Saturday, May 31, 2008

the first day. . .

is quickly coming to a close. It's been a long one. I worked a 12-ish hour shift shadowing the "first on" intern. The "first on" is an intern who knows the ropes, can run a "cita" (appointment) and would be the lead on a birth. She has to have her work checked by a staff midwife, and is still learning how things go here, but all the first ons know lots more than me.

The language is an issue for me. I'm going to study my quick guide to Spanish at Casa tomorrow afternoon. The "me llamo Anja" conversation only goes so far, and is totally unhelpful when dealing with someone who is in labor and needs your help. I need some good words for that situation, so I'm going to try to get them as quickly as possible.

Many of the women who come to Casa live over the bridge in Juarez, Mexico. They come here to have their babies, and give them a U.S. birth certificate. Some are not so lucky, and end up delivering in the car on the bridge. The immigration officials are mighty fine birth attendants, I'm sure, and they end up sending them back home.

There is a lot to learn here--so far I've managed to master the garbage. Garbage is trickier than you would think. There is garbage that goes in the regular trash, the recycling, and then there is the red bag garbage labeled "biohazard." Any yucky bodily fluid containing trash goes in the red bags, and in an outdoor can that is in a locked cage. A special garbage contractor picks it up. You have to know the code for the locked cage. And you have to know how to work the lock. And you have to know that you should probably take your gloves off before you attempt to work the combination on the lock, as you will only end up shredding them anyway while you work the lock and try really hard to remember the code without having to go back into the building to double check for the third time. It's complicated, really. Interestingly, the bathroom garbage (to which I alluded in yesterday's post) is not biohazard garbage.

Many of the people here are doing really amazing things with their skills. Training traditional midwives in Africa, setting up missionary clinics--I'm in awe of the gifts that these woman are offering to the world. The PBS show Nova just did a show addressing some of the issues for birthing women in Africa. It is heartbreaking. But the issues of poverty and pregnancy are not so far away. They are here in El Paso, and I'm sure they are at home, too. It would be lovely if I could figure out a way to help this situation at some point. The poor are always among us, offering us an opportunity to serve.

Well, 10:00 p.m. is about as late as I've ever eaten dinner. I'm going to finish up and head to bed.

p.s. for those of you who were having a hard time posting comments, I think that you may have to get a login in, or use your gmail account information to log in and post comments.

Friday, May 30, 2008


I arrived this morning in El Paso. The flight was pretty un-eventful, a little rain in Milwaukee, a slight delay in Denver. All in all, not too bad compared to horror stories you hear about air travel these days. I liked flying on Frontier (their tag line is "A Whole Different Animal," and they have all these animals on their airplanes.); their service was good--my bag had already gone round the carousel a time or two by the time I got there.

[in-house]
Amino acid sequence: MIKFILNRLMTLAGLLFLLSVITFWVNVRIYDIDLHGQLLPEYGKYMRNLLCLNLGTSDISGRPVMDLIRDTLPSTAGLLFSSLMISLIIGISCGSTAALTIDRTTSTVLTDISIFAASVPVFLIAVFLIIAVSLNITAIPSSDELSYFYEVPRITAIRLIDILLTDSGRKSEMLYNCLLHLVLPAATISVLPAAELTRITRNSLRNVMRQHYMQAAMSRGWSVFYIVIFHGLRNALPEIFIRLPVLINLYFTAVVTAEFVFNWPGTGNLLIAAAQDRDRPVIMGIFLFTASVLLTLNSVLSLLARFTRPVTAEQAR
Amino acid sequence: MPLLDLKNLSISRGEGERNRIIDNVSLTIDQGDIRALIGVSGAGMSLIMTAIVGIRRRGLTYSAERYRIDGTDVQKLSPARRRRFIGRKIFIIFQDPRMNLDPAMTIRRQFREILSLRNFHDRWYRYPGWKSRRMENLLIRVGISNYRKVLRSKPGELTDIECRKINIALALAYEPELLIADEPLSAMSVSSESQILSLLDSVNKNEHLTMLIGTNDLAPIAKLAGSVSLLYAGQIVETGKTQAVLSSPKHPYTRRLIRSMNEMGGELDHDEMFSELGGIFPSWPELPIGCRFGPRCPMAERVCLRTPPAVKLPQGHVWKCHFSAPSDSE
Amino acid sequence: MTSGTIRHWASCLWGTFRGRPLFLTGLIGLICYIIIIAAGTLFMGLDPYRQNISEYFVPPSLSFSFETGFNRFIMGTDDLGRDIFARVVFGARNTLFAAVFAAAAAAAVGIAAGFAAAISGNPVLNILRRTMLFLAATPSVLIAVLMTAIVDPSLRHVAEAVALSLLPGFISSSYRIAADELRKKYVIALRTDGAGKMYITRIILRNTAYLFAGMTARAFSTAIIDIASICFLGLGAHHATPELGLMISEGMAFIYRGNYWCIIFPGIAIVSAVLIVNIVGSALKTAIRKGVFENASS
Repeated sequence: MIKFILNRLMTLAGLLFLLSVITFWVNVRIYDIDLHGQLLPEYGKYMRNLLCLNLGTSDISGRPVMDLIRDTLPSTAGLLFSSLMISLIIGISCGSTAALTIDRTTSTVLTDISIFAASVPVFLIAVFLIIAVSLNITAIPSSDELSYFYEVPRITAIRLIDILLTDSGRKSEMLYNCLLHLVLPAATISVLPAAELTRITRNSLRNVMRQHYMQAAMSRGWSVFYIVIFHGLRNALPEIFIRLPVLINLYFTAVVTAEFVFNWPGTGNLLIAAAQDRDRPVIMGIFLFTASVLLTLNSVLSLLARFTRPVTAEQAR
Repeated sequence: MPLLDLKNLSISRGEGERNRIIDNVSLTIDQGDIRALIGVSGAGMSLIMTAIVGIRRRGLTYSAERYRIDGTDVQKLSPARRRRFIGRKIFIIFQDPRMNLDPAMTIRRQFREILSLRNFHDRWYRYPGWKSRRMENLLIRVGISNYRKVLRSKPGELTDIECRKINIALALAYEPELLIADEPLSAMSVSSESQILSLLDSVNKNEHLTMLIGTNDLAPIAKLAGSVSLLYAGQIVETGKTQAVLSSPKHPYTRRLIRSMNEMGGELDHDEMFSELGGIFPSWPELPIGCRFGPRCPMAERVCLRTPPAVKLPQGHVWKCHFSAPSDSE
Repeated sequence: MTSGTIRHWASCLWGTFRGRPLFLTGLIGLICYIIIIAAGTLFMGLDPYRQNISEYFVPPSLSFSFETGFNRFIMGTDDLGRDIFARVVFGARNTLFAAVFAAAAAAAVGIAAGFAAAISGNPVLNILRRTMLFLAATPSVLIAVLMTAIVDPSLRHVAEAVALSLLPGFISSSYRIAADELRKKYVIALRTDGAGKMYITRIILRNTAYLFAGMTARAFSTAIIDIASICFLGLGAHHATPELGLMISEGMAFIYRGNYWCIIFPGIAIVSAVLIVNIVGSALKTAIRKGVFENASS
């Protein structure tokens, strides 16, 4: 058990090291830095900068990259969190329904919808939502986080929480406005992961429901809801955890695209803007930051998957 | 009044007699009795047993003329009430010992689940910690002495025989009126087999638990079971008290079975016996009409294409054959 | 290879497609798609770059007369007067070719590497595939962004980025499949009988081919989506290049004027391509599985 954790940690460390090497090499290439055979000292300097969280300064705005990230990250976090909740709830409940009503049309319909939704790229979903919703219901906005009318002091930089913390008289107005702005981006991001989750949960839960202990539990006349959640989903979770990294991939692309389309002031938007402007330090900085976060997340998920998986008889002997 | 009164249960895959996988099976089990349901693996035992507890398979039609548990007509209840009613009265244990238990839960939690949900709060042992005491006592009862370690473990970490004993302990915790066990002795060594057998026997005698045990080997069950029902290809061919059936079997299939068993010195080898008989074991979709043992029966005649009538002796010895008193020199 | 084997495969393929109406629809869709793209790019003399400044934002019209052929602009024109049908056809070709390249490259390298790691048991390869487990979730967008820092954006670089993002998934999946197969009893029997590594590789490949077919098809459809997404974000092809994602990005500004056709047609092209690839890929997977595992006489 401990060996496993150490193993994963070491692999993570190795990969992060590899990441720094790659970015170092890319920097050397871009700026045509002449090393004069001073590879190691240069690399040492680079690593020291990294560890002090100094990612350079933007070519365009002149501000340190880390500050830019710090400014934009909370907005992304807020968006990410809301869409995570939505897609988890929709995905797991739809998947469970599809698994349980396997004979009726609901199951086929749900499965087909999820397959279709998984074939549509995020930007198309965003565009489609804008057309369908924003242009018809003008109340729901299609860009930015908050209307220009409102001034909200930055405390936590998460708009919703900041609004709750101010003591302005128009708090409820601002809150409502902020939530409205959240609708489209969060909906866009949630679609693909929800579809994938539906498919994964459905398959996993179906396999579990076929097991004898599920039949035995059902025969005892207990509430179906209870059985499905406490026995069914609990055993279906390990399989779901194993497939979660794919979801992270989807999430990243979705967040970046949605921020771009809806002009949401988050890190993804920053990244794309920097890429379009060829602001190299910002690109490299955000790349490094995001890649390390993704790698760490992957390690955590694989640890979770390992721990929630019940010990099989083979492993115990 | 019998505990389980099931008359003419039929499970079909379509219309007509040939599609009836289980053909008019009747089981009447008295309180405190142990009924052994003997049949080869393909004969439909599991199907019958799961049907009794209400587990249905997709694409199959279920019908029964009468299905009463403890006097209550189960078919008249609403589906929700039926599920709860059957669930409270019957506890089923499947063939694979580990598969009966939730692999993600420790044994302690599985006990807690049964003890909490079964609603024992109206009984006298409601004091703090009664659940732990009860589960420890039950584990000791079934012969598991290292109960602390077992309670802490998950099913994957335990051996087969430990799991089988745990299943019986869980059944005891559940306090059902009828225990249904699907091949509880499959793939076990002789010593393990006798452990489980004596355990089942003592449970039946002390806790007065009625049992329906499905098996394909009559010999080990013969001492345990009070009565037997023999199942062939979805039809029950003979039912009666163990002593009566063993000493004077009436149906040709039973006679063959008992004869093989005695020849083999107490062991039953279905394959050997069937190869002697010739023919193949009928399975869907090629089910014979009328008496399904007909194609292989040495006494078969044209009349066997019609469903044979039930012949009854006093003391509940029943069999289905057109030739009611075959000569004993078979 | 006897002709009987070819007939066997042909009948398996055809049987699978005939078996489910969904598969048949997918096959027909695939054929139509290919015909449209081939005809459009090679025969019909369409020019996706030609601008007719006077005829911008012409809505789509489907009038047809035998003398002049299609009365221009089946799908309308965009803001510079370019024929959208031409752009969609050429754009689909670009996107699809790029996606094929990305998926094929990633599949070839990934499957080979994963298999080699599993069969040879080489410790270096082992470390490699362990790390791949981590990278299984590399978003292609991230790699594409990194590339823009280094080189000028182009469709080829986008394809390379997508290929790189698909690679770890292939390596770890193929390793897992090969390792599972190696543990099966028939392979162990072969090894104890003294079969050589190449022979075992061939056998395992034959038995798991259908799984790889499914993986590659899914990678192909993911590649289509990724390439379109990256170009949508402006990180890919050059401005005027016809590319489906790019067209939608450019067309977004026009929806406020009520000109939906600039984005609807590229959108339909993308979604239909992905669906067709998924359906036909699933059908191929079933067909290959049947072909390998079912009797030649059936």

So far, I wouldn't call El Paso a beautiful city. If it is, I'm not in the beautiful part of town. It's quite warm here today (99 degrees), but a lot of things are blooming, so that's encouraging. It's definitely a desert here, and the mountains in the distance look like giant piles of dirt, with very little green on them.

A $20 (fifteen minute) cab ride got me to Casa de Nacimiento. You can take a virtual tour of my digs here. Think college rental, not the expensive ones, either. There's a little sign near each of the toilets that says "do not put toilet paper in the toilet." I must say that I was rather mystified. Where to put it, exactly? And, even though I had visited the facilities in each of the airports I was in this morning, I was needing to do something that would require toilet paper. Just a wee bit awkward. Hmmm, should I wake the sleeping intern and ask? No, I don't think so. I'll just see if I can figure this one out on my own. I'll be sure to keep you posted.

Feeling a little hungry, so I walked just a couple of blocks away and got a pretty good, pretty inexpensive Chinese meal. Then to the convenience store to face all my food snobbishness head-on. The cold beer section of this little grocery store is about twice the size of the dairy cooler. Not a lot here in the way of produce, and there was nary a slice of bread that I wanted to buy. I decided to stick with the basics--lettuce, eggs, pasta, a little cheese, bananas and tuna. I'll figure something out here, too.

I had a pretty curt introduction to Casa from one of the current interns. Don't let your food storage exceed the designated space, or someone will eat it. Clean up after yourself. Don't leave your stuff lying around. You're expected to do chores, and keep the kitchen clean. (See, kiddos--I'm telling you, this is the stuff of life. No matter where you go, folks appreciate you if you can take care of yourself, and pitch in to help others, too.)

So, I'm already missing the life I left. I was thinking this morning, though, that I really needed to just be removed from that wonderful, busy life to be able to make this dream come true. I think I would always be able to find another load of laundry to wash, another email to send, another dinner to cook, and I would always end up putting this idea on the back burner. I'm very grateful for all the folks who are helping me to make this possible, especially my dear husband and sweet children. I'll do my very best to make sure that it was all worthwhile in the end.